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Tabloid-watch: Put a gun to my head and paint the walls with my brains.

The Sun today leads on the amazing story that Chantelle, the braindead ex-topless model who won Celebrity Big Brother is to marry Preston, the equally braindead lead singer of the band The Very Ordinary Boys. It's of course impossible to write anything about this mentally challenged hair-extensioned woman without using her catchphrase which puts fear into anyone with at least two braincells left, namely "OH MY GAWD!!!!!!!!!!!!!!!!!". Also worthy of note is that Alan Rusbridger's daughter has weighed in on the subject over on the Comment is Free blog, which is somewhat surprisingly (or not) an editor's pick. Perhaps the Sun wasn't able to get any photos of people who had been trapped in the scaffolding collapse in Milton Keynes, despite begging for such eyewitness reports on their website.
Not to be outdone, the Mirror leads with the other story on the Sun's frontpage that Britney Spears's child has apparently cracked his skull. I wonder if the fact the newspapers seem to be running stories about her, the baby and her husband's relationship every single day has anything to do with the relationship problems they are meant to have. No, of course that couldn't be it.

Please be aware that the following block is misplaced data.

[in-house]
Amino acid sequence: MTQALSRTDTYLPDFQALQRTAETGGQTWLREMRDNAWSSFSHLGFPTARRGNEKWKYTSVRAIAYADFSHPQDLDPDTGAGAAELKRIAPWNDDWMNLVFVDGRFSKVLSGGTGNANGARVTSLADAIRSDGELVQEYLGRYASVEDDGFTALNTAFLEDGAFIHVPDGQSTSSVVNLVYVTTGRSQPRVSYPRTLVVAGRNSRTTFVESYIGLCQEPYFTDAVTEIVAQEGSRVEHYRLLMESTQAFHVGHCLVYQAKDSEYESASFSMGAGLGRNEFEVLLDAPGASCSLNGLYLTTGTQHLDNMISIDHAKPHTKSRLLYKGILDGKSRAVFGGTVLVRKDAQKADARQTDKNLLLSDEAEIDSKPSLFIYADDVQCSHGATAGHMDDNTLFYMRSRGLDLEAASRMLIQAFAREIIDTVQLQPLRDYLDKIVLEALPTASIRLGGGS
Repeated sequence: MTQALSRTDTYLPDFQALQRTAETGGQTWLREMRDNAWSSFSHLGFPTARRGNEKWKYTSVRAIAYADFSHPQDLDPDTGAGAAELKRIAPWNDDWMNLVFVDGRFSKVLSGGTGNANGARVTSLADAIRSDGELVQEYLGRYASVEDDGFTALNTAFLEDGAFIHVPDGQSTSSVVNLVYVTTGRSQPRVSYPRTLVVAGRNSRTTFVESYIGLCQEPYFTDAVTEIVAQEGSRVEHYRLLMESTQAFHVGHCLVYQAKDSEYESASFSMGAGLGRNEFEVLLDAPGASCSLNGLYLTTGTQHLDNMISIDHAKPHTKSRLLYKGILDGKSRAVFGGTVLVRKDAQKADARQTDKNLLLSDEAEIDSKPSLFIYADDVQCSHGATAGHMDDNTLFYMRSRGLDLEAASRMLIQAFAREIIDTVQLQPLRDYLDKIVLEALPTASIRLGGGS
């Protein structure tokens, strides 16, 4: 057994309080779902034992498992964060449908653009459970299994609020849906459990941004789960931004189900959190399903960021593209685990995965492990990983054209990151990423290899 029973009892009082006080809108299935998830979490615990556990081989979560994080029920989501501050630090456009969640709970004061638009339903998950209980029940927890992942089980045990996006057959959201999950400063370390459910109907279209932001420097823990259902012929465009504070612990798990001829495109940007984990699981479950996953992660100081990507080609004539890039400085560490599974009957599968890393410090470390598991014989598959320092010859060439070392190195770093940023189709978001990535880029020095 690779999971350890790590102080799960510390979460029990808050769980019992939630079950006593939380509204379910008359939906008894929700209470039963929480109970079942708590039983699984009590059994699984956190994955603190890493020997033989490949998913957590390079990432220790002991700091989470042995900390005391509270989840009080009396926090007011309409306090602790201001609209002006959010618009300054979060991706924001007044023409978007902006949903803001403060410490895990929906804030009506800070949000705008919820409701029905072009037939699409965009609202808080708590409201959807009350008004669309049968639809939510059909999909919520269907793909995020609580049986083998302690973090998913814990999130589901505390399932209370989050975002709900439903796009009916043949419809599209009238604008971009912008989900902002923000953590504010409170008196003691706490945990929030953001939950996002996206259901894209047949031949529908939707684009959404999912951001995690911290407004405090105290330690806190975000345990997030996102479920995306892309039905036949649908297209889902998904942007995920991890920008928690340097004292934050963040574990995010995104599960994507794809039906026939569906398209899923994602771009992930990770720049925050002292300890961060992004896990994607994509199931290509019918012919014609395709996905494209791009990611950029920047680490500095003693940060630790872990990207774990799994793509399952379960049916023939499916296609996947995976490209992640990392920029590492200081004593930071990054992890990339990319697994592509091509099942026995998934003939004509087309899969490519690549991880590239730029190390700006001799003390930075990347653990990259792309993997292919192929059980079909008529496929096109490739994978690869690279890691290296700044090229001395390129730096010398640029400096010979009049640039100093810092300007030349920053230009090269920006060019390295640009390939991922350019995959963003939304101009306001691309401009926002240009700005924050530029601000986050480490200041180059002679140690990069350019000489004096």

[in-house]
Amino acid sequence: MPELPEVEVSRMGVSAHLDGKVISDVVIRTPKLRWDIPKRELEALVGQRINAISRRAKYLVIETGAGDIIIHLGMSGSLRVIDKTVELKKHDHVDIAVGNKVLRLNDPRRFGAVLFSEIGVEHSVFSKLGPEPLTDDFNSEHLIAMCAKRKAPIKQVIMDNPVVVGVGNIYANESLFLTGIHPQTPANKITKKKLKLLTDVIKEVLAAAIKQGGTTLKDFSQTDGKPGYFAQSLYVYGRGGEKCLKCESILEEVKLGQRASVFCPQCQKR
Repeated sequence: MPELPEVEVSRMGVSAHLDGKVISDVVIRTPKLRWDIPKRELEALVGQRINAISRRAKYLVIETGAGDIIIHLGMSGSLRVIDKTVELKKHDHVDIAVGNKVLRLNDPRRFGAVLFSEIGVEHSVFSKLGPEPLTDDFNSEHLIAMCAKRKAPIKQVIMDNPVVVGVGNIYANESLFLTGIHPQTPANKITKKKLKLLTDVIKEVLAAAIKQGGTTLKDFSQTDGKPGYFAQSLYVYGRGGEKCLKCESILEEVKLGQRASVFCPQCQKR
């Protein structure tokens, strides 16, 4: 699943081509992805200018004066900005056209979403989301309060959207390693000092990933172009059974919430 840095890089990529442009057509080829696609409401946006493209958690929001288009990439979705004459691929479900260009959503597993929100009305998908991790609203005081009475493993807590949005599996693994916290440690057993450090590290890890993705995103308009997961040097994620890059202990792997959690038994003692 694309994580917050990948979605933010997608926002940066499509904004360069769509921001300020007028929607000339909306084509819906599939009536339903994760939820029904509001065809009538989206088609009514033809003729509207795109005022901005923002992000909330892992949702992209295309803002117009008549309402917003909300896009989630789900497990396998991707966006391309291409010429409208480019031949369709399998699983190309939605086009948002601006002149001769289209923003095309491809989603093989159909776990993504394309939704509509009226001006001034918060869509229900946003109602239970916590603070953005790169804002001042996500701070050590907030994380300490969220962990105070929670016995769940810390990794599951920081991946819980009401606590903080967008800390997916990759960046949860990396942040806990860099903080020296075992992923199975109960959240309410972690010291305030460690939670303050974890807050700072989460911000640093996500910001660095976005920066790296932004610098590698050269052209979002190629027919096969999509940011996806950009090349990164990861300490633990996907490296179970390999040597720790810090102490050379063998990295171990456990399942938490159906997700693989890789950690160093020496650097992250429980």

It's not that yesterday was a slow news day; there was the Iranian nuclear annoucement, the Italian poll result, and the other tabloids are leading on the supposed abuse of the "Queen's" plane by Blair, which is at least slightly more newsworthy. They could even have gone for yet more Moss dross and printed the photos of Marc Quinn's new sculpture of her in various contorted positions. But no, it can be argued that Britney and Chantelle share something in common with most Mirror and Sun journalists and readers: the lack of anything upstairs.

In other tabloid news, the Sun and News of the Screws have agreed to play Wayne Rooney £100,000 for printing stories saying that he slapped his girlfriend and told her to "fuck off home", along with "prominent" apologies. As the Scum and Screws say in a statement: